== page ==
“There have been difficult situations for different players. Sumit hasn’t played a whole lot, coming back from injury. He only really started playing in April-May, and even after that he had another injury setback. He hasn’t played much but whatever he played, he still performed well. He’s won a few rounds and he’s probably just setting himself up for next year to go strong,” Bhambri said.
“Ram and Prajnesh have struggled a bit this year. But Ram (ranked 67 in doubles) has had a very good year in doubles. He’s one of those players who needs a match or two to turn things around and go on a streak.
“The morale is pretty high and everyone is confident in their own abilities. Mukund just won a 25K Futures event. Sure, we’re not knocking on the doors of top 100, but we’re still capable. They’re still good guys and they will turn it around.”
Bhambri himself returned from a long-term knee injury only this year and is slowly making his way up the rankings – particularly in doubles. He’s partnered Myneni to five Challenger and two Futures titles this year.
“The goal was to try and keep playing as much as I can. A year ago, I really thought I was done, I couldn’t see any way out. I came back for a month and then I was out for another six,” he added.
“The initial thought was easing into it. Playing a little singles, playing a little doubles just for the fact that you’re moving a lot less compared to singles. The grind is a lot easier on the body and just go with it. I wanted to play in the bigger events and not miss out on those.
“The goal really was to see if I can play through the year, see if I can get to playing some tennis. Success helps along the way, keeps you motivated. It kept me and Saketh going and one thing led to another. In terms of our doubles too it’s been great.”
Bhambri, the 2009 Junior Australian Open champion has broken into the top 100 singles ranks twice, and his doubles achievements recently have taken him to 109 currently – Myneni is on 96. And that simply gives India more options for the doubles match in the tie against Norway now that veteran doubles specialist Rohan Bopanna ruled himself out due to injury.
“There’s no guarantee that Saki and I will be playing, because we also have Ramkumar. He’s the highest rank in singles and doubles and he’s won two ATP titles with Rohan (Adelaide and Pune). So, that way we have options since there are a lot of guys who can play singles and a lot of guys who can play doubles.”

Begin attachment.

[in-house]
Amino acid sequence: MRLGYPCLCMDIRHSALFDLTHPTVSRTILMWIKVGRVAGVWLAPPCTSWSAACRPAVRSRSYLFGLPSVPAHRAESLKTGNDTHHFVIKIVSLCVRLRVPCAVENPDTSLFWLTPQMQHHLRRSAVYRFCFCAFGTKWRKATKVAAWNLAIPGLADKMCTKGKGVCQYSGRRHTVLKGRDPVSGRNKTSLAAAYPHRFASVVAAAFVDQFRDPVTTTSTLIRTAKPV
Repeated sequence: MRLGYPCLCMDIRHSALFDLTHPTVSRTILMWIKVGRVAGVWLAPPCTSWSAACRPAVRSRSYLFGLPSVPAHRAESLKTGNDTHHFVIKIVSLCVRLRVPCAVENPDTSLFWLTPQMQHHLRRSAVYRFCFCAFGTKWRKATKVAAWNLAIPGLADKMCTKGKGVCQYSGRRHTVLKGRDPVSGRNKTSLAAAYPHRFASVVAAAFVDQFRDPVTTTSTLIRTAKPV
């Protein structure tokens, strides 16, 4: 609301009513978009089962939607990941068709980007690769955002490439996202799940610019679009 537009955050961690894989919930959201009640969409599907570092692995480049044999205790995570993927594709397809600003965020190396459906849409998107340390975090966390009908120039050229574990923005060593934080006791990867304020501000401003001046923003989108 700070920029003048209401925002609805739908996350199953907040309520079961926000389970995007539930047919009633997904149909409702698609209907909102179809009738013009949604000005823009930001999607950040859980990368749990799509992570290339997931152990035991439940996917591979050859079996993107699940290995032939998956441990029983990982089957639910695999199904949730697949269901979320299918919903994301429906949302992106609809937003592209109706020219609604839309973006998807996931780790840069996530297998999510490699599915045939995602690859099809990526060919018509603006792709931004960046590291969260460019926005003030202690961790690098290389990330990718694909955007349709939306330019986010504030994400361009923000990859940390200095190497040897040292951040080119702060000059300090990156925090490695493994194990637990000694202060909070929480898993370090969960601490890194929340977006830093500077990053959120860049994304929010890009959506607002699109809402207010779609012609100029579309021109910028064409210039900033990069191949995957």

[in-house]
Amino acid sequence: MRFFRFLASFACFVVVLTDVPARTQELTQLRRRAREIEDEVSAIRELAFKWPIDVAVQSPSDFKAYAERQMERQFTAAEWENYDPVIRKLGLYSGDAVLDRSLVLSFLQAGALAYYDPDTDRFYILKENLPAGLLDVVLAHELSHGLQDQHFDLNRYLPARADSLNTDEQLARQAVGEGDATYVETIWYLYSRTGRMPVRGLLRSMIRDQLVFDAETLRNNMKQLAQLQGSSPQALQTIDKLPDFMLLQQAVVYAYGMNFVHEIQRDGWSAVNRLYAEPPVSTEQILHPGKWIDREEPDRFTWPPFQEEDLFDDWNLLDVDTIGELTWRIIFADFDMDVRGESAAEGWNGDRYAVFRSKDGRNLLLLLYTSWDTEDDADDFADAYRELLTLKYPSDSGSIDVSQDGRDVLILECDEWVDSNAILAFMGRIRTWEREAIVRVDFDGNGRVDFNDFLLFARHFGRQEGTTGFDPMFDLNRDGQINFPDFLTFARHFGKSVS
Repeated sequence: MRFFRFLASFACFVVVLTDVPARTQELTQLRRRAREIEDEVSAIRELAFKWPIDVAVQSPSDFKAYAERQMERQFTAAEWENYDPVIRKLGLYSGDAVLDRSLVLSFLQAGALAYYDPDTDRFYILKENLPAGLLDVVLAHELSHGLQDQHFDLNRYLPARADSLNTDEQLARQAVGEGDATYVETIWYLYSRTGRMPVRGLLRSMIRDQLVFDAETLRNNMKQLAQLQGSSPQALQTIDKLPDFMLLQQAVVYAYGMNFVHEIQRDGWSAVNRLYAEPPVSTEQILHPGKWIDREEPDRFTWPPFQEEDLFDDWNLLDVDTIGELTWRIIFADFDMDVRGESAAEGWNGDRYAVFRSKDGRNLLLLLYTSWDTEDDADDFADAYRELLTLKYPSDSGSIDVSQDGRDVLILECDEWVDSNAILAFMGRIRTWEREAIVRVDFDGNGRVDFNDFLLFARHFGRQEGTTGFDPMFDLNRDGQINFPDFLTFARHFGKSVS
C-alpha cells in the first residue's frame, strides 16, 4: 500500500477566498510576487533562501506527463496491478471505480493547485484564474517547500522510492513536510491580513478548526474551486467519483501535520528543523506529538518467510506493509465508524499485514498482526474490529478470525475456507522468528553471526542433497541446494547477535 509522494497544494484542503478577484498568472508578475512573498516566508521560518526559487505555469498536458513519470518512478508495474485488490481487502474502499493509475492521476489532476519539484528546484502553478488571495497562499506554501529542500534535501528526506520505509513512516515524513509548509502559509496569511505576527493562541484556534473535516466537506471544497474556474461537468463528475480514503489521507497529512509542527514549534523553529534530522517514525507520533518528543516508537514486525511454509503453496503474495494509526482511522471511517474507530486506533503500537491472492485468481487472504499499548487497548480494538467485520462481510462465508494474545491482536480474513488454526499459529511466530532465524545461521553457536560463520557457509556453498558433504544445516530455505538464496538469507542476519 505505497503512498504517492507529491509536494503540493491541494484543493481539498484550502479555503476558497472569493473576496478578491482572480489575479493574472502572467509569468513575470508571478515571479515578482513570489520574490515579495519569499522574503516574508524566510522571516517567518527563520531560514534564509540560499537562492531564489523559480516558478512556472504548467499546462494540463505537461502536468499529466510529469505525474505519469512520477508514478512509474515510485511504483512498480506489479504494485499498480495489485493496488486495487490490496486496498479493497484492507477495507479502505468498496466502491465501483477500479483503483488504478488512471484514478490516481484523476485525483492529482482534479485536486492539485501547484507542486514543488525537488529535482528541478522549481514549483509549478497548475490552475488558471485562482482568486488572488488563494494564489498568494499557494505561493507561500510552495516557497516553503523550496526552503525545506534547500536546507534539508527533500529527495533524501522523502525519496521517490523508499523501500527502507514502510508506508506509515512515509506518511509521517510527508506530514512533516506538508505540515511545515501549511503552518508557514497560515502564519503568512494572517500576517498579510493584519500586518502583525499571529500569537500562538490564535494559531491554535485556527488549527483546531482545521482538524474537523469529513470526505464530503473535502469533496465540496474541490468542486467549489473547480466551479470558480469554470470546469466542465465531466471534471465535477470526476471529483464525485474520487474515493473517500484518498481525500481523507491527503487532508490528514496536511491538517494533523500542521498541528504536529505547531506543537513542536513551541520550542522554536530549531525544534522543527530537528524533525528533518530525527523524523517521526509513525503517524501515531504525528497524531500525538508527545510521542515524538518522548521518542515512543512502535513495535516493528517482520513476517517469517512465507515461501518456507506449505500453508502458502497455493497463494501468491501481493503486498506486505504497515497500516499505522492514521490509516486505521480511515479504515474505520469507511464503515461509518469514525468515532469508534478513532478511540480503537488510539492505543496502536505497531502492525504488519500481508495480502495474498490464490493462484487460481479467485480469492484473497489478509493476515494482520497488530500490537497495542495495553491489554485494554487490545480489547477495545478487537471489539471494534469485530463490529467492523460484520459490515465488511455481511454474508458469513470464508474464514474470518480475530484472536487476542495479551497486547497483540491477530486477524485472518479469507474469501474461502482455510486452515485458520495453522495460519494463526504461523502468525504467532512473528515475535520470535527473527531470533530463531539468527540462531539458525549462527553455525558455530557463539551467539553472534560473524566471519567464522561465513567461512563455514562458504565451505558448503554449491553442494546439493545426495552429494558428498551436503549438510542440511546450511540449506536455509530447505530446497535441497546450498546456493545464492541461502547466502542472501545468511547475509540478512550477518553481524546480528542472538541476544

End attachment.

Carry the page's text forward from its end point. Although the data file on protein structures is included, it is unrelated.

The draw ceremony is scheduled for Thursday, during which it will be known who will make the squad for the Indian team, and if Ruud will indeed be lining up for Norway.
The winner of the tie goes through to the World Group Qualifiers, and the loser will play the World Group 1 playoffs. In this away tie, India finds itself in a rather high-risk situation in terms of their Davis Cup position. Yet Bhambri chooses to look at it in a positive vein.
“It’s actually more motivational because we know that we have a chance of going back into the Qualifiers. Everybody wants to play in the World Group. It’s a prestigious event and we want to be a part of it. These are the type of ties we have to win. We’ve had success, sometimes we haven’t. For me it’s motivation, but we have to give the best we can. If we do play to the best of our abilities, I see no reason why we shouldn’t progress,” he added.
At the moment the Indians are in a race to get used to the court conditions as quickly as possible. Outside the venue, the weather just about stays above the 10 degrees Celsius-mark as the Norwegian autumn approaches.
These are decent conditions, as Bhambri puts it, at a site built for the Winter Olympics. But it’s sure to heat up on Friday and Saturday, as both teams will aim to get one step closer to the Davis Cup elite.
Matches on Friday start at 21:30 hrs IST
Matches on Saturday start at 17:30 hrs IST